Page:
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Ukraine leader ignores Putin warning on EU path

Russian President Vladimir Putin (R) speaks with his Ukrainian counterpart Viktor Yanukovich during their meeting at the Zavidova residence
Russian President Vladimir Putin (R) speaks with his Ukrainian counterpart Viktor Yanukovich during their meeting at the Zavidova residence

By Richard Balmforth

KIEV (Reuters) - Ukrainian President Viktor Yanukovich on Saturday re-affirmed his commitment to signing key agreements with the European Union, including on trade, despite a threat by Russia's Vladimir Putin of possible retaliatory measures.

Russia, the ex-Soviet republic's biggest trading partner, last week signaled growing alarm at Kiev's policy of European integration by conducting laborious extra customs checks on imports from Ukraine, causing delays at the border.

Though Russia ended the customs checks after a few days, Putin last Thursday added to fears in Kiev of a possible trade war by saying that a free trade deal between Ukraine and the EU might "squeeze out" Russian goods.

He warned that members of the Eurasian Customs Union linking Russia, Belarus and Kazakhstan might have to take "protective measures" to defend their markets.

In an Independence Day speech on Saturday, Yanukovich, once regarded as being more Russia-friendly than his nationalist predecessor Viktor Yushchenko, pointedly ignored Putin's comments.

While pledging to deepen relations with Russia and other customs union members, he indicated that Kiev was committed to signing agreements on political association and free trade with the EU at a summit in Vilnius, Lithuania, in November.

"For Ukraine, association with the European Union must become an important stimulus for forming a modern European state," he declared.

"At the same time, we must preserve and continue deepening our relations (and) processes of integration with Russia, countries of the Eurasian community, other world leaders and new centers of economic development," he said.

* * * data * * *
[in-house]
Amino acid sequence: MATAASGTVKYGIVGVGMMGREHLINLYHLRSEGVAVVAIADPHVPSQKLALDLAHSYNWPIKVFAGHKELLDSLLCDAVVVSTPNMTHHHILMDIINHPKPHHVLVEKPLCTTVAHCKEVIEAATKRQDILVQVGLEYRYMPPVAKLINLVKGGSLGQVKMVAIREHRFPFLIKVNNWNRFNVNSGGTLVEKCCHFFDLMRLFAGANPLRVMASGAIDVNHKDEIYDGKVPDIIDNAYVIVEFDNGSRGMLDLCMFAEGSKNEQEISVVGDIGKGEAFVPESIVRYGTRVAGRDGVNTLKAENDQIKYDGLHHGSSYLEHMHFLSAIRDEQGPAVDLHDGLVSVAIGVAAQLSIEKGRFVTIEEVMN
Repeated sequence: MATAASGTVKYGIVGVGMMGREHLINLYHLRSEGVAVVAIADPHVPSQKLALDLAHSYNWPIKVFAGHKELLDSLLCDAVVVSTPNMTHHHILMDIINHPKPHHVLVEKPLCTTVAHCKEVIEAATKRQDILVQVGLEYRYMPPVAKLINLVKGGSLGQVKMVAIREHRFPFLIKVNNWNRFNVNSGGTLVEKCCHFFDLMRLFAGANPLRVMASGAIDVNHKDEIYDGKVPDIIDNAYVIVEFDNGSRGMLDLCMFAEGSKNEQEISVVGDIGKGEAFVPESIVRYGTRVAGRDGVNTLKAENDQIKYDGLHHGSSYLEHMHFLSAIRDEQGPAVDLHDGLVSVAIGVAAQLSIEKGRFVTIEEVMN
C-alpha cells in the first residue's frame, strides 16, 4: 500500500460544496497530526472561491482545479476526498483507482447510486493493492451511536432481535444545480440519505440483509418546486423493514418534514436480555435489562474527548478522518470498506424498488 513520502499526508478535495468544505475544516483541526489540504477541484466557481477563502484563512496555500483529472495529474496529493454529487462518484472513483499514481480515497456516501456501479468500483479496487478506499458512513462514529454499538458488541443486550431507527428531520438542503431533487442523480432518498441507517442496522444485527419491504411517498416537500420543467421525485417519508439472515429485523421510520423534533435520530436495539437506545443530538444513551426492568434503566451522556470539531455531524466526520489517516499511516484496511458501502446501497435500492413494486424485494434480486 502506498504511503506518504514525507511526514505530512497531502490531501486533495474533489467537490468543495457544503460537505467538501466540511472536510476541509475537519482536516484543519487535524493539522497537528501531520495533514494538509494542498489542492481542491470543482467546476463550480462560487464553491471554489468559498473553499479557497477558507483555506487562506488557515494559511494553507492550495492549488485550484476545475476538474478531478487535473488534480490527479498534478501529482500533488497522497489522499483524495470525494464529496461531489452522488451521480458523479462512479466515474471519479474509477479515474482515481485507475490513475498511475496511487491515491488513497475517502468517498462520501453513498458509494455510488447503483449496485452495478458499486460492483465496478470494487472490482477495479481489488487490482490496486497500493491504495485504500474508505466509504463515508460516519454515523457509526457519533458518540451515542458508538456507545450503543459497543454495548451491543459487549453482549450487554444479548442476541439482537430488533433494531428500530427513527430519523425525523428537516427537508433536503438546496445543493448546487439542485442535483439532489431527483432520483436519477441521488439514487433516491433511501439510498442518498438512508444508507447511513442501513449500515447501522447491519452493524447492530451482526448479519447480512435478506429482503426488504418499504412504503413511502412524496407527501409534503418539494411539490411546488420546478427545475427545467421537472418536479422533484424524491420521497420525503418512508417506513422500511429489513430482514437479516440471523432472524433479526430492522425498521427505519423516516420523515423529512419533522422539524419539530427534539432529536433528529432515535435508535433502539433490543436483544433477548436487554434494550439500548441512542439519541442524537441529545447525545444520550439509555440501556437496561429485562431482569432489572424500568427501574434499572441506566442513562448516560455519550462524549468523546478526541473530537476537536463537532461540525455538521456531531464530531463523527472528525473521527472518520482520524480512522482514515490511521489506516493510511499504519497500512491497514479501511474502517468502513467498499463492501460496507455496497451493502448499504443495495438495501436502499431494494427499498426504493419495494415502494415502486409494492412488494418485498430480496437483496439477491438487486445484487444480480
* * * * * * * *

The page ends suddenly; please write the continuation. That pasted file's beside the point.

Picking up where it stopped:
Ukraine's economy relies heavily on exports of steel, coal, fuel and petroleum products, chemicals and grain. More than 60 percent of its exports go to other former Soviet republics, with Russia, Belarus and Kazakhstan the most important.

Ukrainian commentators see last week's customs checks as a warning shot by Moscow providing a foretaste of what can be expected if Ukraine opts for turning towards Europe and away from its former Soviet ally.

Yanukovich, backed by powerful and wealthy business figures who see greater prosperity in European markets, has resisted entreaties by Moscow to join the Customs Union - a move which would be incompatible with a free trade agreement with the EU.

But with Kiev still hopeful of securing a lower price for deliveries of costly Russian gas for the Ukrainian economy, Yanukovich needs to maintain good relations with Moscow.

He is sending his prime minister, Mykola Azarov, there on Monday to try to calm Russia's fears over Ukraine's moves towards Europe.

In an Independence Day message of congratulations to Yanukovich, Putin on Saturday avoided any discord, expressing Russia's readiness to increase cooperation with Ukraine across the board.

It is far from a foregone conclusion that a political association agreement, including a free trade deal, will be signed in Vilnius in November even though Yanukovich wants it.

Many EU member states are disappointed at the pace of democratic reform in Ukraine since Yanukovich was elected in February 2010 and are pressing particularly for the release from jail of former prime minister Yulia Tymoshenko, his fiercest political adversary.

Tymoshenko was jailed in late 2011 for seven years for abuse of office after what the EU says was a politically-motivated trial.

(Editing by Tom Pfeiffer)

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